Find a structured “meeting” time or schedule that works for you, just like a work meeting, where you discuss relationship basics as I share in my relationship huddle meeting.
Suppose you and your partner haven’t scheduled meetings before, this concept might seem a bit awkward at first. I used to have a Friday night catch-up with my daughter when she was growing up, and I looked forward to those nights because we shared discussions about things that came up for us during the week, but we didn’t have the time to hash them out and then we would turn it into a family night where we did something fun after the conversation. The same concept with your hubby, we have busy lives, and things come up for us during the week but then when the weekend comes if we don’t plan with intention, everything slips aways only to fester under the surface and eventually erupt.
Remember that this is your idea, you are taking steps to increase connection in your marriage, and that it’s quite possible that your partner might not bring anything to the meeting. If this happens you might find yourself wanting to blame them for not participating and being a partner, but I would challenge you to think about him not bringing anything to the meeting is a problem. Instead you could make it mean that you have the power to change this relationship that you want connection in.
To get started, I want to suggest you read my article about The Relationship Huddle; it will give you a structure to get your meetings started, and over time you can shape them into your own signature version. There is a reason we come together in meetings at work; it brings us together to talk about important things going on, things that have happened, and things we want to create; how important is it to do this same sort of meeting in our marriage?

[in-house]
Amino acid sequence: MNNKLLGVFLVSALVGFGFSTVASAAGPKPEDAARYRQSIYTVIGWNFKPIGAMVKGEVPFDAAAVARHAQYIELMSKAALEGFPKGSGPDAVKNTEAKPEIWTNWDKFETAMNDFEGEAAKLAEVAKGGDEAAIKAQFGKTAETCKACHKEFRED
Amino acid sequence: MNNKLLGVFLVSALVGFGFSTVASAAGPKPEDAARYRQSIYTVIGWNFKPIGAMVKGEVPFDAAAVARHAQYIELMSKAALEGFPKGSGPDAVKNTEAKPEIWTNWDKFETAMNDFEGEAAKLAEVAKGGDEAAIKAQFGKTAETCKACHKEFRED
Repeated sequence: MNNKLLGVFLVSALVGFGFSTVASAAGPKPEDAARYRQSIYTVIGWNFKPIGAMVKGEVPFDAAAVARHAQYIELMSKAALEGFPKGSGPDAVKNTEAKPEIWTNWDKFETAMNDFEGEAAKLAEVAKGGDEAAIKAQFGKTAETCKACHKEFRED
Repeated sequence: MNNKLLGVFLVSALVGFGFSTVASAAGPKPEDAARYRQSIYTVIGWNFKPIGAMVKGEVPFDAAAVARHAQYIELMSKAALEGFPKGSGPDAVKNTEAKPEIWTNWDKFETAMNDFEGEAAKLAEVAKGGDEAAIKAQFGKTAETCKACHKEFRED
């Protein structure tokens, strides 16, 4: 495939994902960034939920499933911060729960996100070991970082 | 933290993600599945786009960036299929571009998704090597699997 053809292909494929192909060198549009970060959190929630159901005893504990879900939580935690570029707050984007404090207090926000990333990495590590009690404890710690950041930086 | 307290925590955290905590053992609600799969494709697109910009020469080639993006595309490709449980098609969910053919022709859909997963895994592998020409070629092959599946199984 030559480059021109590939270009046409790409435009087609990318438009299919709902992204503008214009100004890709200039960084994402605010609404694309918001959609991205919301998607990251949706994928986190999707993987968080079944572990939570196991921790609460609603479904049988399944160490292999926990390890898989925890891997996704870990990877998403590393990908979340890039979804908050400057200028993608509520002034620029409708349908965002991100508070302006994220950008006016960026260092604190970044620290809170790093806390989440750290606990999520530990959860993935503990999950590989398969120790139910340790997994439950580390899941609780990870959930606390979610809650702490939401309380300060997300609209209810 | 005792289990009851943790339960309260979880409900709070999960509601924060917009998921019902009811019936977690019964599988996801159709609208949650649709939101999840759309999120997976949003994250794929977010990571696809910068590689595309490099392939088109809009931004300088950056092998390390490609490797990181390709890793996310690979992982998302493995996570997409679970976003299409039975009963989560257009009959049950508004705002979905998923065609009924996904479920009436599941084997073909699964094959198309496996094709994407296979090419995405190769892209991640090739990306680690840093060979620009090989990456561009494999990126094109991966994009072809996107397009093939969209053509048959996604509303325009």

Lastly, I want to suggest that you be willing to do the work to get what you want in your marriage, no matter how difficult it feels.
A bonus tip for you today is around the idea of commitment to do tough things. We are all familiar with the statement that nothing worthwhile is easy (or something like that); as my listener, you’re here because you believe your marriage is worthwhile, your happiness is worthwhile, and I fully agree. Worthwhile is work and is intentional. It is completely ok to set it down here and there and decide you need a break from the work; no problem, the problem comes when we set it down and don’t pick it back up again. When we don’t pick it back up, we will continue getting our old result which brought us here. Creating exceptional relationships is work because it requires us to step out of the comfort of staying the same, do something that might be new and that someone else might have an opinion about.
Your man might think what you are doing is ridiculous until he starts to see how it isn’t. When he sees that you are actually creating connection in your marriage, better enjoying time together, feeling more involved in your relationship, and creating more physical intimacy, well, I guess that it’s not as ridiculous as he thought.
You, my friend, have the power to create the connection you want in your marriage, and all it takes is a little nudge from inside to make it happen. Trust me, all of those little nudges you take action on will add to you creating a marriage worth coming home to!
I am a life coach who works with individuals to break down relationship barriers by awakening their true self. My process isn’t about changing your partner, it’s about discovering who you are so that you can AwakenYou in your marriage. If you’re ready to take your life and your love relationship to the next level then schedule your program inquiry call today and let’s decide together if this is your next step to creating the life you’ve been dreaming of